• Variable consistency (soft or firm)
  • Partial mobility (able to move laterally, but not superior/inferiorly due to fixation to the carotid artery)
  • Pulsatility (due to the underlying carotid artery)
  • Bruit on auscultation (due to turbulent blood flow in the context of local carotid artery compression by the tumour)

Cranial nerve examination may reveal features of Horner’s syndrome on the affected side, including:

  • Partial ptosis
  • Miosis
  • Anhidrosis

Other clinical features may include:

  • Hoarseness
  • Tachycardia and sweating (in the context of secretory tumours which only account for 5% of cases)4
  • Bilateral CBTs (10-18% of cases)5

Differential diagnoses

Possible differential diagnoses for a suspected CBT include:

  • Lymphadenopathy
  • Peripheral nerve neoplasms
  • Salivary gland neoplasm
  • Branchial cleft anomaly


Laboratory investigations

Urine sample

A 24-hour urine sample can be used to identify catecholamines produced by secretory CBTs including:

  • Metanephrine
  • Norepinephrine
  • Epinephrine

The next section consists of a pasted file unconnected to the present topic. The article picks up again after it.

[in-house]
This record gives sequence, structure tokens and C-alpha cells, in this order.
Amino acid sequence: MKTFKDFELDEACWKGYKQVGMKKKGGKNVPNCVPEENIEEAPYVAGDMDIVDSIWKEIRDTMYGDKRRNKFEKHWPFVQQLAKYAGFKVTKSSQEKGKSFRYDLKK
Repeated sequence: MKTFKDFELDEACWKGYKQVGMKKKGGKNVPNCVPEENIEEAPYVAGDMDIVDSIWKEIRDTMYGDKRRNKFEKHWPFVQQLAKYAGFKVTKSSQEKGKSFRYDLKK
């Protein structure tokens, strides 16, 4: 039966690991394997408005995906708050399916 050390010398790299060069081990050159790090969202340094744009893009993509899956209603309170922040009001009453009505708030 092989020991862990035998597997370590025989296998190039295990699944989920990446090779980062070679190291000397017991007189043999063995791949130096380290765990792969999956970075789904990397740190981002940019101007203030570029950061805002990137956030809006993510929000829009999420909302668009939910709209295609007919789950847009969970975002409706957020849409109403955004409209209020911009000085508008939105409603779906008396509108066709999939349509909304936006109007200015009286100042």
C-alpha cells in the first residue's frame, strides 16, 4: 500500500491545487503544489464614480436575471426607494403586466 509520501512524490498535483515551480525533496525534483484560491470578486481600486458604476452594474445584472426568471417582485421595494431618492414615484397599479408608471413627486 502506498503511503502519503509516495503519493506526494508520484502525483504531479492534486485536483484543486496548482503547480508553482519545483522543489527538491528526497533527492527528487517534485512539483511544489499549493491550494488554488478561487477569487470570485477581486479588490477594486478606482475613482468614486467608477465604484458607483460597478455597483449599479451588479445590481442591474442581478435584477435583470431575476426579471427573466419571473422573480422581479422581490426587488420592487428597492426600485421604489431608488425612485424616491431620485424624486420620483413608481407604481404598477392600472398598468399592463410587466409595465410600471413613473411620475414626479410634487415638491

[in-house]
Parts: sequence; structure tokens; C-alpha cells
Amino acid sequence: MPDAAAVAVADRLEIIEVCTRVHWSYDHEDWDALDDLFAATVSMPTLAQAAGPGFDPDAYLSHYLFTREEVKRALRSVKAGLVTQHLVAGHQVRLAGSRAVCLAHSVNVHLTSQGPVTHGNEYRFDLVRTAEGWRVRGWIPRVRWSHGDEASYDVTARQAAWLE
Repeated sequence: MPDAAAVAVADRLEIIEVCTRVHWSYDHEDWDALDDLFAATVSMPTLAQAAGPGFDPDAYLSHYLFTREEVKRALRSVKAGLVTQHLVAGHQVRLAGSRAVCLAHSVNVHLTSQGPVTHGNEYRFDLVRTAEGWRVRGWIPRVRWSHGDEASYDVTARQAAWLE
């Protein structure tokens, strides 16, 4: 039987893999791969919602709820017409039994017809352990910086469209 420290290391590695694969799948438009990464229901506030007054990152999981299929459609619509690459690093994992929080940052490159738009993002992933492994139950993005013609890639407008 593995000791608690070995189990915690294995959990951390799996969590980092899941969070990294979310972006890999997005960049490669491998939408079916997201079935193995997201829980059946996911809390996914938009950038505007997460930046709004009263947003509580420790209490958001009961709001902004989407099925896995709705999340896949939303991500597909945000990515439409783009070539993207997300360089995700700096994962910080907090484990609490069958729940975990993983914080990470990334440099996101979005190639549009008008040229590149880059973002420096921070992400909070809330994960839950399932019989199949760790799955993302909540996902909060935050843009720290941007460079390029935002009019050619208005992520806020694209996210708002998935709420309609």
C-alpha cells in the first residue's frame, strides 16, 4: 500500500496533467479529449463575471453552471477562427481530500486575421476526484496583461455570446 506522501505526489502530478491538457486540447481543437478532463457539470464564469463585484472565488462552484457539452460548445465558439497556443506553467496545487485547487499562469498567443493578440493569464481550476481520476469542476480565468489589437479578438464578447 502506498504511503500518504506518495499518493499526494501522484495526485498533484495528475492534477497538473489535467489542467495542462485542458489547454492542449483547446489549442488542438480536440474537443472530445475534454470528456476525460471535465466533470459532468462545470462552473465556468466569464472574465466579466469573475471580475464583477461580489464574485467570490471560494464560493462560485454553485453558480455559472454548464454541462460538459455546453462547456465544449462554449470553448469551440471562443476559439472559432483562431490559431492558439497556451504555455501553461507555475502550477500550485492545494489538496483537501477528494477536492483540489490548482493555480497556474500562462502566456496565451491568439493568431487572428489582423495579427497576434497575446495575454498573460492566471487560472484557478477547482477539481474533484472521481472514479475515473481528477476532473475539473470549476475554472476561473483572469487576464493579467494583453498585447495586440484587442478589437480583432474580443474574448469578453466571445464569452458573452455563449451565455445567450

• Dopamine

Abnormally elevated catecholamine levels should prompt further imaging to rule out synchronous paragangliomas and phaeochromocytoma.


Various imaging modalities are utilised in the workup of CBTs including CT, MRI and radionuclide scans.

CT neck with contrast

Typical findings on CT neck with contrast:

  • Hypervascular mass with avid contrast enhancement at the level of the carotid bifurcation, splaying the internal and external branches (often described as the β€˜Lyre sign’ – Figure 1)

MRI with gadolinium

Typical findings on MRI:

  • T2-weighted images demonstrate flow voids, characteristic of vascular structures

Radionuclide techniques

AnΒ MIBG scanΒ is a nuclear medicine imaging test. It combines a small amount of radioactive material with a substance called metaiodobenzylguanidine (MIBG) to find certain types of tumours in the body.